Tuesday, July 22, 2008

Olde Review: The Running, Jumping, and Standing Still Film

This was part of a series of reviews of the ASUW Film series back in the '70's. Except for some punctuation, I haven't changed anything from the way it was presented, giving the snarky, clueless kid I was back in the '70's a break (But not as much as I'd like to!). Any stray thoughts and updates I've included with the inevitable asterisked post-scripts.

This Friday's ASUW films in 130 Kane are a comedy triple bill of "The Running, Jumping, Standing Still Film" by Richard Lester, "Love and Death" by Woody Allen, and "Monty Python and the Holy Grail" by the Usual Gang of Idiots.*

"The Running Jumping and Standing Still Film" (Richard Lester, 1960) "The Running, Jumping, and Standing Still Film" is a 1959 1960 short film directed by Richard Lester--his first film, in fact**. It is very much in the Monty Python tradition--a little rougher, perhaps, as far as the flow of ideas, but just as full of zaniness. Lester has gone on to make such films as "A Hard Day's Night ," "The Knack ...and How to Get It ," "Help! ," "A Funny Thing Happened on the Way to the Forum," "Petulia ," "The Three/The Four Musketeers
," "Royal Flash," "Robin and Marian," "The Ritz" (currently playing at a downtown theater), and "Juggernaut," which was telecast Wednesday night. Luckily, Lester didn't confine himself to Goon Show madness, but learned how to take the inanities and one-liners and incorporate them into his films as throw-aways that enrich the film, and reflect the view that, even in the most dramatic of circumstances, life is basically a comedy and an ironic comedy at that.

It's always interesting to follow the career of a director, and it is particularly so with Lester. His humor. (at first), was the entire film, then (it merely) dominated his work, then (the humor)sank into his films, becoming a part of the landscape.

The cast consists of Lester's old cronies from
The Goon Show -- such luminaries as Peter Sellers (playing a snooty hunter), Spike Milligan (as a would-be hang-glider), I think Leo McKern (who played the high priest Clang in "Help!"***) quite appropriately ends the film. Lester, himself, appears, logically, as a beginning artist. I'm very glad to say that he has improved considerably.

I'm a big fan of Lester's as one can tell by the laundry list of films in the review. He went on to make less-stellar films of "Supermen II and III," Cuba," "Butch and Sundance: The Early Days," "The Return of the Musketeers," and "Finders Keepers." His last film was the 1991 Paul McCartney concert film entitled "Get Back."

Now here (fanfare!) is a LNTAM "first:" This is the first time that I can show the entire film that the review is talking about, courtesy of those crazy kids at YouTube.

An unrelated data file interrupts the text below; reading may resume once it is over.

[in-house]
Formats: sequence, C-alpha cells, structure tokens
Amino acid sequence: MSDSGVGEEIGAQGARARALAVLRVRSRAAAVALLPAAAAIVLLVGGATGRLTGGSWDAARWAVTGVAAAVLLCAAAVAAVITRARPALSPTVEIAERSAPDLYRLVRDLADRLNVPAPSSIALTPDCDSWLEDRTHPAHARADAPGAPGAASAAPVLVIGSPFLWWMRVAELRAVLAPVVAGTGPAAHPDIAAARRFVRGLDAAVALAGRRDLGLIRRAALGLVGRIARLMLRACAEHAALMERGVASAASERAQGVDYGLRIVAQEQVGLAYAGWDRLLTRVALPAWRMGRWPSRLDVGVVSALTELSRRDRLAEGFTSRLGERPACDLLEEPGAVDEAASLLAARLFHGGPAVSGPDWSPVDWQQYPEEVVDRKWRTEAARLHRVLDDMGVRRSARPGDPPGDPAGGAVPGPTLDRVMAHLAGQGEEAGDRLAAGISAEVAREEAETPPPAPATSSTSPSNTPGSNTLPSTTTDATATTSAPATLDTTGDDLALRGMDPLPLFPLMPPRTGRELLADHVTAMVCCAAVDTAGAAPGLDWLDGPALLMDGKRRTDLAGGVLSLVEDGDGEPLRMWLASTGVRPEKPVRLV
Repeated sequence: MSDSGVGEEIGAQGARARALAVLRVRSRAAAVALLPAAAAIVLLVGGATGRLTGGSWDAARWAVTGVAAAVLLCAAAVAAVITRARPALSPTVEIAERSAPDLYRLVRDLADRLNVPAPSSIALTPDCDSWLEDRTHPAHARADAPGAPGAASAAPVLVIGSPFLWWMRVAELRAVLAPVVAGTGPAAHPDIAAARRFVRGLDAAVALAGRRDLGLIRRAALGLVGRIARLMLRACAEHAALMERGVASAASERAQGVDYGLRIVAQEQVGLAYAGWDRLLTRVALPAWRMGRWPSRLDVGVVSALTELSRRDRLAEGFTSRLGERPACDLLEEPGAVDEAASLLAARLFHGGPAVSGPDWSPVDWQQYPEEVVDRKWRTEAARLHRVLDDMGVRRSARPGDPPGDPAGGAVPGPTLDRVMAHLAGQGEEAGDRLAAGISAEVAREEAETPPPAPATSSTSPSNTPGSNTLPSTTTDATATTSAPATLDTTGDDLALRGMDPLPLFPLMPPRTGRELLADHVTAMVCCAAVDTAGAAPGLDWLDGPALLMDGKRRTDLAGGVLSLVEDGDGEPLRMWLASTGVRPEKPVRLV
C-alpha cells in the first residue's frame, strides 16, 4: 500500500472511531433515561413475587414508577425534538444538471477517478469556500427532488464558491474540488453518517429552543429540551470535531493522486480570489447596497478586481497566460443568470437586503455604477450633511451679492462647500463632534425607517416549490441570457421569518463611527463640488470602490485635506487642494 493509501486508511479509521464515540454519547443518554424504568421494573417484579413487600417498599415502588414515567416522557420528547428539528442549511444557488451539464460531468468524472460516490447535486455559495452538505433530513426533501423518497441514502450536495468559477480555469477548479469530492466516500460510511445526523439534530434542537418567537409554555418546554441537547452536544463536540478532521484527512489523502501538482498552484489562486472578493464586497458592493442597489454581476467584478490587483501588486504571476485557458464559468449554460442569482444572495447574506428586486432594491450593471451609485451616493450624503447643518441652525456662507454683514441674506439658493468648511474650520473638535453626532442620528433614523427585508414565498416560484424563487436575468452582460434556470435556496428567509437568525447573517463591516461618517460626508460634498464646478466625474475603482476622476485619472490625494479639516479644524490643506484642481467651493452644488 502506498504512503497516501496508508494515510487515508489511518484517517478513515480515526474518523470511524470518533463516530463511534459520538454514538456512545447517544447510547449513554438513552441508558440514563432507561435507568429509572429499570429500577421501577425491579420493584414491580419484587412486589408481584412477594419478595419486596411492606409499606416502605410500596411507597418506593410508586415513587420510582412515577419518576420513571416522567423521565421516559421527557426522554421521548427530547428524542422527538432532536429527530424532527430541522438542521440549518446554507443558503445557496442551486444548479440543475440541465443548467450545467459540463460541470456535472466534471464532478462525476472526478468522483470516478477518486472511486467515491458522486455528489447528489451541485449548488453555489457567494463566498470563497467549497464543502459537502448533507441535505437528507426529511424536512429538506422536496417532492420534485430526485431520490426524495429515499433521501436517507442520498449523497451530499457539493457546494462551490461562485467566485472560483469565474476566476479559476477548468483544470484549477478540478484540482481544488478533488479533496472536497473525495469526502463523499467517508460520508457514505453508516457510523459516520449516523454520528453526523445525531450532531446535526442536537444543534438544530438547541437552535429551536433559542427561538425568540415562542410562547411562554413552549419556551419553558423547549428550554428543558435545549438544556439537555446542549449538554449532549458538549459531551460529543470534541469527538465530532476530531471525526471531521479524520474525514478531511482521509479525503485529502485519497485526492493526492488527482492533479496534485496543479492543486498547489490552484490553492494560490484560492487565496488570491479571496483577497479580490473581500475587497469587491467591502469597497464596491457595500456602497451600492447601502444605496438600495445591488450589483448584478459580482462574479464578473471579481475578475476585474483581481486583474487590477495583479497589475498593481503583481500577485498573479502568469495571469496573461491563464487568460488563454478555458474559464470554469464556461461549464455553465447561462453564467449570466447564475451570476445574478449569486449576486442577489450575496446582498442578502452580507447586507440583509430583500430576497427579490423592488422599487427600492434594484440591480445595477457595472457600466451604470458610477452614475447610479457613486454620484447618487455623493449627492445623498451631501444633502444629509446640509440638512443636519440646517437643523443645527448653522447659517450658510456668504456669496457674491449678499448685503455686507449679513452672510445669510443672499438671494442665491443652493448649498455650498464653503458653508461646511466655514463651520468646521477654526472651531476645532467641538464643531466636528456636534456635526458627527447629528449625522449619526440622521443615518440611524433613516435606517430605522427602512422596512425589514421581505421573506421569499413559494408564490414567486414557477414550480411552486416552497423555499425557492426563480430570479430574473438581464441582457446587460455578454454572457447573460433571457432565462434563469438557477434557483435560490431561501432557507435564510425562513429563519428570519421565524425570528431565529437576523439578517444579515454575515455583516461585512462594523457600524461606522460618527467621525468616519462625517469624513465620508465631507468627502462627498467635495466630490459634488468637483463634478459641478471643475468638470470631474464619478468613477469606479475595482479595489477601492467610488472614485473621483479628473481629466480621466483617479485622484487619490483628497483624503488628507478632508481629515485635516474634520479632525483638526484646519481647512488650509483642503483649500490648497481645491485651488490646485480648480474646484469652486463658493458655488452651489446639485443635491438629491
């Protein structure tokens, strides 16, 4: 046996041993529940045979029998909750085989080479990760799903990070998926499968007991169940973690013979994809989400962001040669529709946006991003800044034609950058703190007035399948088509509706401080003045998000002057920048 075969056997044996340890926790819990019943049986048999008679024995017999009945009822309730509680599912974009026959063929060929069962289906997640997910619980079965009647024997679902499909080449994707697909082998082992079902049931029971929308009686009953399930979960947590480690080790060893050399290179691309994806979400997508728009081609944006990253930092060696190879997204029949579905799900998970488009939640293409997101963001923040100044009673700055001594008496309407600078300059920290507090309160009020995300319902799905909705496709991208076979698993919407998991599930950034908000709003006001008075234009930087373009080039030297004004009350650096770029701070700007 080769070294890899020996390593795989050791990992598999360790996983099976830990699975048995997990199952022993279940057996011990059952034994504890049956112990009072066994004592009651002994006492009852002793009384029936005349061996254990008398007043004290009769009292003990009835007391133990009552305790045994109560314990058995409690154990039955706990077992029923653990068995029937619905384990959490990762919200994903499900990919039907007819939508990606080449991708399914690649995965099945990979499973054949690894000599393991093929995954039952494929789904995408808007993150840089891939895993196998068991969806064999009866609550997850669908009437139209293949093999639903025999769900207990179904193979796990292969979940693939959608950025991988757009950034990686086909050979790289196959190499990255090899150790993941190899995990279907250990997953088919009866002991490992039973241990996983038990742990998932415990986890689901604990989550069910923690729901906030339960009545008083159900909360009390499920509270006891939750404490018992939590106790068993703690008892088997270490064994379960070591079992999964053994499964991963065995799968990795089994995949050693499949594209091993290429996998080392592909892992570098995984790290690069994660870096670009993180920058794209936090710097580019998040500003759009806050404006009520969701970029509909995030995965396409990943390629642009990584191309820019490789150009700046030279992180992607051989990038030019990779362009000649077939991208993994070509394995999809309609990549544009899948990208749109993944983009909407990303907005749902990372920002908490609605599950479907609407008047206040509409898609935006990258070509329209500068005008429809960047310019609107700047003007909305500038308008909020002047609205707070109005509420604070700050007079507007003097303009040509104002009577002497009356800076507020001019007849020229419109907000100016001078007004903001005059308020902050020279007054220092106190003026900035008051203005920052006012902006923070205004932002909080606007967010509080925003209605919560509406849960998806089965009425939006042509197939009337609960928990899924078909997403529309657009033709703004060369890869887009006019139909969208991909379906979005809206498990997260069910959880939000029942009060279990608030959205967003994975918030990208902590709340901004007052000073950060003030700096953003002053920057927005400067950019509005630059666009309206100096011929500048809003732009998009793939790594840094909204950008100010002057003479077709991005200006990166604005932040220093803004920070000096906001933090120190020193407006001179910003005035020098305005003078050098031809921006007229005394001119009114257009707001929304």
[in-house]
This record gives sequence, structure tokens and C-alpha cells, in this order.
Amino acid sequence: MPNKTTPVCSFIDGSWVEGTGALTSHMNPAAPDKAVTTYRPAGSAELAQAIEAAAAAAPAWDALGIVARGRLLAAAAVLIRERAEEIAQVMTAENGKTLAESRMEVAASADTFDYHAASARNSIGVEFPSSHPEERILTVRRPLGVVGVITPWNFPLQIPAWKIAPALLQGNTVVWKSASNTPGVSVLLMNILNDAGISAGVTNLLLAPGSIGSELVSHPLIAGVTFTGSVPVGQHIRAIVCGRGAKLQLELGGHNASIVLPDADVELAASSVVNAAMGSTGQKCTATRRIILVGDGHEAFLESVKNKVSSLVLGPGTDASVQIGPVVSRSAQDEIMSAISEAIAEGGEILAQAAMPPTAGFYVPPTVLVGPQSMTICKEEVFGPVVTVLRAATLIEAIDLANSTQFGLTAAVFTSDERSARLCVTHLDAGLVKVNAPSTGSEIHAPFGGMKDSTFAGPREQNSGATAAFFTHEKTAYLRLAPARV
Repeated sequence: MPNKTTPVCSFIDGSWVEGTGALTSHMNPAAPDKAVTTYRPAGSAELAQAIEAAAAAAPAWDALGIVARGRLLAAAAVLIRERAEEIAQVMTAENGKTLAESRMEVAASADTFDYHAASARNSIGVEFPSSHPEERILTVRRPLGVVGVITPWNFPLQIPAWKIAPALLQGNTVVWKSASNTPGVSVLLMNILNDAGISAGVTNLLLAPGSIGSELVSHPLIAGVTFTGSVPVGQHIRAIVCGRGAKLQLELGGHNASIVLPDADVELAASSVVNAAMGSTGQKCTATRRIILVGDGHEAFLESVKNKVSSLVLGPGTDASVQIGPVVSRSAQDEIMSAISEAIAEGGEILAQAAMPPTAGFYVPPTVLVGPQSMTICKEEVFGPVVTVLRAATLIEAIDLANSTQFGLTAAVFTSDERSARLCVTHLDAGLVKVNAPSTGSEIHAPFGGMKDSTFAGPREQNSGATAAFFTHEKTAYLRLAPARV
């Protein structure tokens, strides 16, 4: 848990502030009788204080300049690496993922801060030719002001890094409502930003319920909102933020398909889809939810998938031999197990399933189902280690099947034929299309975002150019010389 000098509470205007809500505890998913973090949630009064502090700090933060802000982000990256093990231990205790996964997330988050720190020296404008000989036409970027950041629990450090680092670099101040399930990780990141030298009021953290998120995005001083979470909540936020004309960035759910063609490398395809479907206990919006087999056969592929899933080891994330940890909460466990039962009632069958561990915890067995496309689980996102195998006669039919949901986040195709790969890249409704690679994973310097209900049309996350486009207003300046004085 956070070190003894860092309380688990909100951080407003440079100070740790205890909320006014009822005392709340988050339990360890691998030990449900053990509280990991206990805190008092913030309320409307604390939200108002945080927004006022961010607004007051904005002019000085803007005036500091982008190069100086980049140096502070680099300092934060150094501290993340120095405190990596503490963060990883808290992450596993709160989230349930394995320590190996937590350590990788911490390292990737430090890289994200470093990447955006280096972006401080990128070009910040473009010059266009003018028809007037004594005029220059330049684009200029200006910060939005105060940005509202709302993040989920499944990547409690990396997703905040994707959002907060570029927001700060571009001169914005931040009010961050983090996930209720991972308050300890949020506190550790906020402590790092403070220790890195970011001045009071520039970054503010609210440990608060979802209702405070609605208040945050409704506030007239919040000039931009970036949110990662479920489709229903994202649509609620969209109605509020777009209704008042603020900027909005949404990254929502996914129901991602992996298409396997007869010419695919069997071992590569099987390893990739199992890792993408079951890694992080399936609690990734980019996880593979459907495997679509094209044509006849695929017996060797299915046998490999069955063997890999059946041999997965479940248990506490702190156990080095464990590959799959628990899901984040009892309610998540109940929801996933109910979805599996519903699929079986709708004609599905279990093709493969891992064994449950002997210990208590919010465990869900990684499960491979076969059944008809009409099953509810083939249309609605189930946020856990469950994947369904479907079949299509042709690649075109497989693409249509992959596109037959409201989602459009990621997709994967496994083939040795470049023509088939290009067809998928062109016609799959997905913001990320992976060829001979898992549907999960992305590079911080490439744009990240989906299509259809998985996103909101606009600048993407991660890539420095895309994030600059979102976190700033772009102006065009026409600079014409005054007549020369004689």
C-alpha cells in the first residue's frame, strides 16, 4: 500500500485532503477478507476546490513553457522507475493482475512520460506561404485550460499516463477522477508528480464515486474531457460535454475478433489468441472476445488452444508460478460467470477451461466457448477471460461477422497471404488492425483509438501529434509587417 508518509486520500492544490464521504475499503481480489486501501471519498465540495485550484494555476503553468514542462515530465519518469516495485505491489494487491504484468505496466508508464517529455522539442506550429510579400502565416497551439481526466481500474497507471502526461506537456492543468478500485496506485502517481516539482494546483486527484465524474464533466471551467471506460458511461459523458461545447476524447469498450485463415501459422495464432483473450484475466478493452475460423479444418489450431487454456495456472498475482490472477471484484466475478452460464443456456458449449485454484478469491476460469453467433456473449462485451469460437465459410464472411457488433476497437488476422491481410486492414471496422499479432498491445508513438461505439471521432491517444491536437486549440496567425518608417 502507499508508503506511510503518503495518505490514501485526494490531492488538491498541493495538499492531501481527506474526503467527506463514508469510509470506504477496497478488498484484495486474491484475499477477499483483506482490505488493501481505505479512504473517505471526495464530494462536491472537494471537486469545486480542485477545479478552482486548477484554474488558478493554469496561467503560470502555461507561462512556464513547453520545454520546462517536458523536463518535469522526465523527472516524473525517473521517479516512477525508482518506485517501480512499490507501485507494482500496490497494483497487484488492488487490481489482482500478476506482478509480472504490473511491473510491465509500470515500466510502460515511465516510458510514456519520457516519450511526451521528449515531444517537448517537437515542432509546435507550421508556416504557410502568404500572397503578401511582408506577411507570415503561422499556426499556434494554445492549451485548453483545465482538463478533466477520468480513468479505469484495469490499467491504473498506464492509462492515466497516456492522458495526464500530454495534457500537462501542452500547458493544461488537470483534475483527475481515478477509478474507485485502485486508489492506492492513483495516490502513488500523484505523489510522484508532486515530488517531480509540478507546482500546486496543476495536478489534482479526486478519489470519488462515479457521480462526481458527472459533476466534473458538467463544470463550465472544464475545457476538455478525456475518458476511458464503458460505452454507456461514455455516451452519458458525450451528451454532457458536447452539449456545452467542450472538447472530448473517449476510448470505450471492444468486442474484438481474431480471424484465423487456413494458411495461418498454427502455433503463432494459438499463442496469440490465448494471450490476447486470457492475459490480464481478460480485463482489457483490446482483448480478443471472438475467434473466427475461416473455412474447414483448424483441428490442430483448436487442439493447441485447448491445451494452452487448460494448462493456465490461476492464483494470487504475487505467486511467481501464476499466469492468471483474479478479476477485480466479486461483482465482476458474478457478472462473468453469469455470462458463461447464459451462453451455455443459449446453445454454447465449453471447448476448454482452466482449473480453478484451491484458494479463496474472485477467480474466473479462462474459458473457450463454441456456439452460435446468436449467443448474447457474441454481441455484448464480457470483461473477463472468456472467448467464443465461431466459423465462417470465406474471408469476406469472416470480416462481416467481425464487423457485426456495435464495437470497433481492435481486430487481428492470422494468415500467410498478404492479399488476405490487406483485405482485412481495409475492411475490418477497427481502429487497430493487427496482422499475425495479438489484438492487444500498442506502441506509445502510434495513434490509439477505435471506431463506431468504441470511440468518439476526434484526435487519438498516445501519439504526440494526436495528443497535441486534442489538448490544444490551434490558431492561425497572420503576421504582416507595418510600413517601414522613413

Part 1

Part 2

Tomorrow: The "Woodman" sees more clouds of grey/than any Russian play/could guarantee in "Love and Death."

The Day after the Day that is Tomorrow that is not Today, Q.E.D.: The...LARCH!

* I'm not being mean here (well, meaner than normal), I am just appropriating a line from the credits of the typical issue of MAD Magazine.

** It actually was a co-directing effort between Lester and Peter Sellers.

***McKern also played, staggeringly, Rumpole of the Bailey for British television, and many roles comedic and dramatic. Lest we forget.


Walaka said...

Um, that Lester thing is pretty much unwatchable. Maybe it's because I never went to film school..

Yojimbo_5 said...

I'm glad you qualified it because, as I've watched it, it is "watchable." Unless "YouTube" is screwing up (entirely possible).

The Goons are an acquired taste, like Monty Python, like anything. You're either "there" or you're not. Personally, I've never thought "Dumb and Dumber" was funny, not even in the rosey glow of memory.

But "unwatchable?" That's a bit like my Mother-in-Law's dry comment after watching an episode of "Benny Hill:" "Well....that's a little far-fetched."

Jon said...

The Goons are indeed an acquired taste - having grown up on the radio shows, I think one thing that is missing here is the verbal dexterity they had. Not just the voices and the accents but the puns and the absurdist leaps they made. They were in many ways the precursors of Python at a time when it was harder to be edgy. This was 50's/60's Britain - uptight in a very different way to the US. To me they are surrealists rather than satirists.

Now, Benny Hill - that's unwatchable.

walaka said...

You guys are both missing my point (not that I actually made it or anything).

It's not the sensibility or the aesthetic that I don't like. I just think the film was crudely, amateurishly, and inexpertly made.

Yojimbo_5 said...

Yes. Yes, it was.

So what?

So are a lot of the early silent films, but that doesn't make them "unwatchable."

So are the early movies of Steven Spielberg. He used 8mm. Are we going to judge them for that?

What about all those films made with those cheap little camera you were fascinated with so long ago?

An unsteady camera-hand, a blurry image, an absurd scenario can all make contributions to art.

Why don't you just say what you mean: "I don't like it."

Can't argue with that.

walaka said...

I'm done.

Yojimbo_5 said...

I'm not.

Even though I prepped them an amazingly prescient two weeks ago, you'll find this precise argument continuing in the "Love and Death" reviews and especially in the "Monty Python and the Holy Grail" review.

Because, as Steve Martin said, comedy is not pretty.